Create these whenever you wish to compare a sample set of covers.

Finishing Touches

Creating the Base – Part 6

This is part 2 of the Creating the Base tutorial and in Part 5 we Extrated the Frame.

Original-Cropped.png

Unfortunately, there are artefacts left over from the original photograph. Some of these have been circled in the image below and can be corrected using the Clone Tool.

Original-Artefact.png

From the Tools bar, select the Clone Tool.

Process - Tools - Clone.png

This tool is useful for copying, moving or removing parts of the image. In this situation the Source and Target are the same, however this need not be the case.

To correct this error, right-mouse click near the offending artefact to select the Source. Be sure to select from an area that has similar characteristics (i.e. colour and tone) to blend.

Once the Source is selected, left-mouse click over the artefact to paint over the Target as shown.

Process - Tools - Clone - Adjust.png

Experiment with Brush Sizes and Source points until you get the desired results. Repeat this process for all other artefacts to get the following end-result.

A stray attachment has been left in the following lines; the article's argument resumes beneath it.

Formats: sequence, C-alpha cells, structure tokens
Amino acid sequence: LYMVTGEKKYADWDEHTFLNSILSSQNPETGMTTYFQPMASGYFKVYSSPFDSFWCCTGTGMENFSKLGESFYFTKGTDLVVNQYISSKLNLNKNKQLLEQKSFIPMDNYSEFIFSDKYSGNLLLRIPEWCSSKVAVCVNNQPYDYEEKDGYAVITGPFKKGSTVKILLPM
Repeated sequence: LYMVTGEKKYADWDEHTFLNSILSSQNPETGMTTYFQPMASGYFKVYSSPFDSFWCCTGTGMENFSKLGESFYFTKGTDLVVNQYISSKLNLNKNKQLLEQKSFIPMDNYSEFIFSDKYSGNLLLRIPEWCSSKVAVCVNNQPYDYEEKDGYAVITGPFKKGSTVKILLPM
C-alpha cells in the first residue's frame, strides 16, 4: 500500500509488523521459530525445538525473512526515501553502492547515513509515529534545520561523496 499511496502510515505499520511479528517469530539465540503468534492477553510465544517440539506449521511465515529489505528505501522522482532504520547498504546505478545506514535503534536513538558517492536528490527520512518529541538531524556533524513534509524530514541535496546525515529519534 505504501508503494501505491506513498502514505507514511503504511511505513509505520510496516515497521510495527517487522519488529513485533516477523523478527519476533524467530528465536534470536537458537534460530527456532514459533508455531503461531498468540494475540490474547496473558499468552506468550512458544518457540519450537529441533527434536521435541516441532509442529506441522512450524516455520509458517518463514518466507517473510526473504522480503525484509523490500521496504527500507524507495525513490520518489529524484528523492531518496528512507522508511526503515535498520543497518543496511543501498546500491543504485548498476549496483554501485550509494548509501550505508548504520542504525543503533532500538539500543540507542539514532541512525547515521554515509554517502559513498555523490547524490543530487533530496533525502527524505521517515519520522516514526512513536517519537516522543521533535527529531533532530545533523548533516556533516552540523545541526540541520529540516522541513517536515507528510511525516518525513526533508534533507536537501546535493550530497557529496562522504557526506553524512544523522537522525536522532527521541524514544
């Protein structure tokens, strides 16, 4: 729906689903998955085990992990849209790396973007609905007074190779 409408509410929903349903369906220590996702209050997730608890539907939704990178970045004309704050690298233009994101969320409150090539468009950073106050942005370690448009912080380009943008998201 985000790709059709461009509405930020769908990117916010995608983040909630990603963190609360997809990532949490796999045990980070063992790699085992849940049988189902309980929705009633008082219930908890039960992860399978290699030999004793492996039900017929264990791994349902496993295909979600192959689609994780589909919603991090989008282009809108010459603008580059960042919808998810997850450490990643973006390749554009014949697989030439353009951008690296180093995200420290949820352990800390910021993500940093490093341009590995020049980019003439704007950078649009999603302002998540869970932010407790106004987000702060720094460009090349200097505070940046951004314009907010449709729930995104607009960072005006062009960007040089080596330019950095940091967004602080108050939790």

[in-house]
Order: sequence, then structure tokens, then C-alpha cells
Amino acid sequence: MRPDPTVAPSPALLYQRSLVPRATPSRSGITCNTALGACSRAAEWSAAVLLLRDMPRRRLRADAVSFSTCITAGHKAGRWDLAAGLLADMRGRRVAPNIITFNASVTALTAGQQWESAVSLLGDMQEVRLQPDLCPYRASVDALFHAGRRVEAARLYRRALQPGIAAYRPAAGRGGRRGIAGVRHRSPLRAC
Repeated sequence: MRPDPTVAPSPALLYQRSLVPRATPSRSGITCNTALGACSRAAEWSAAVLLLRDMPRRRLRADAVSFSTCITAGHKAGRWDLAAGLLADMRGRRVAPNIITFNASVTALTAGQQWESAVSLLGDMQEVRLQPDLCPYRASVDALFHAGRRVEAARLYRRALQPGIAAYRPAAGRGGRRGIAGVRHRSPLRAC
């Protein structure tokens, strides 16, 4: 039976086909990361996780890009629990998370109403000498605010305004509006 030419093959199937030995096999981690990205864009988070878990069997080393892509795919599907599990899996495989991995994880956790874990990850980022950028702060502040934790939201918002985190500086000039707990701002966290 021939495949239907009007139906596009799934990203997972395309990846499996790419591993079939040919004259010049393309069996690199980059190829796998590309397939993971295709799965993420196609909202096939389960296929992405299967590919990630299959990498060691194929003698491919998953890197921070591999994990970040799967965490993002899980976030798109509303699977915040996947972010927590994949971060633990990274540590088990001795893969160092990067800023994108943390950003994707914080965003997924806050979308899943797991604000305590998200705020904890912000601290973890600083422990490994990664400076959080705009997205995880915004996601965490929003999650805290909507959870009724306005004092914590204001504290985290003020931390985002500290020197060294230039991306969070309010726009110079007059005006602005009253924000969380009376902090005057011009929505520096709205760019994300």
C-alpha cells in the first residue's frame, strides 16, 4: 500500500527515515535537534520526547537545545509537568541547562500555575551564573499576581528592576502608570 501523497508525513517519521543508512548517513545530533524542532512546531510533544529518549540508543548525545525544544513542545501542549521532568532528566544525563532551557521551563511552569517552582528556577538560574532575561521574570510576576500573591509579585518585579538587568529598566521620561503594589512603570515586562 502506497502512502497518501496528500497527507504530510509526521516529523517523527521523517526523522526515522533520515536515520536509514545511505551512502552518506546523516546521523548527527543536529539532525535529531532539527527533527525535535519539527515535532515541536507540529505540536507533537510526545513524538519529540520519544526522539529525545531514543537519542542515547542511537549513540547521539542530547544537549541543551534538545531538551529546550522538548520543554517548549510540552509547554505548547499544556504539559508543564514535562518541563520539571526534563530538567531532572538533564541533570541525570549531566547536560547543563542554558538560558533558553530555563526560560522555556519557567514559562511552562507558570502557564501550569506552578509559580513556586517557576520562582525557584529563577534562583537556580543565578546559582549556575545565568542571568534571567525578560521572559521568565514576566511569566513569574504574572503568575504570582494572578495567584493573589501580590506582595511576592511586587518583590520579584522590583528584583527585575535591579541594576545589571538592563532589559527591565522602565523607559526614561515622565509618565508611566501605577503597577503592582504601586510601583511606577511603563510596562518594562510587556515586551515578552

Original-Clone-Tool.png

Unfortunately, the ability to change the face on a whim is not an inherent feature Corel PaintShop Pro. The program that I used was FaceFilter3 by RealIllusion which came bundled with Corel PaintShop Pro X7 Ultimate Edition.

FaceFilter3 is a mixture of intuitive and black voodoo magic, enabling you to adjust any facial feature such as the location of the eyes, makeup and overall shape. After some fiddling I narrowed the face, shrank the nose and added definition for the eyes/lips.

For those who are adept at image manipulation and have a steady hand, you can use the Clone Tool; a complex process which involves trial and error. The completed base with facial reconstruction shows up as follows.

Alchamy-Base.png